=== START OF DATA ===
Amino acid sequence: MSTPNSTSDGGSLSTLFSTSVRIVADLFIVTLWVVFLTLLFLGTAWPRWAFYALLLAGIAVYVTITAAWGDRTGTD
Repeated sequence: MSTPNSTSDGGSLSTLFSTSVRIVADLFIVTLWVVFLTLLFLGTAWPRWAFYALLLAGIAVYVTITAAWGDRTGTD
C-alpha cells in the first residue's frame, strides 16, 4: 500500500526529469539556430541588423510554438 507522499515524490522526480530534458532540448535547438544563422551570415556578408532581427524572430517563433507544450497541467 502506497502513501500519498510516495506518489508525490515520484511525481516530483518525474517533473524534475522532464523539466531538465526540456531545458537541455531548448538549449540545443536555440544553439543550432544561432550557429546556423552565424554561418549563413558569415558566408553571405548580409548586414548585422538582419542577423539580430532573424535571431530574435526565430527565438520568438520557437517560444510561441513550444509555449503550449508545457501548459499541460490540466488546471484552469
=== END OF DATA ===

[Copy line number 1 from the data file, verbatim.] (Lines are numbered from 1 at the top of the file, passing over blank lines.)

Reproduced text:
Amino acid sequence: MSTPNSTSDGGSLSTLFSTSVRIVADLFIVTLWVVFLTLLFLGTAWPRWAFYALLLAGIAVYVTITAAWGDRTGTD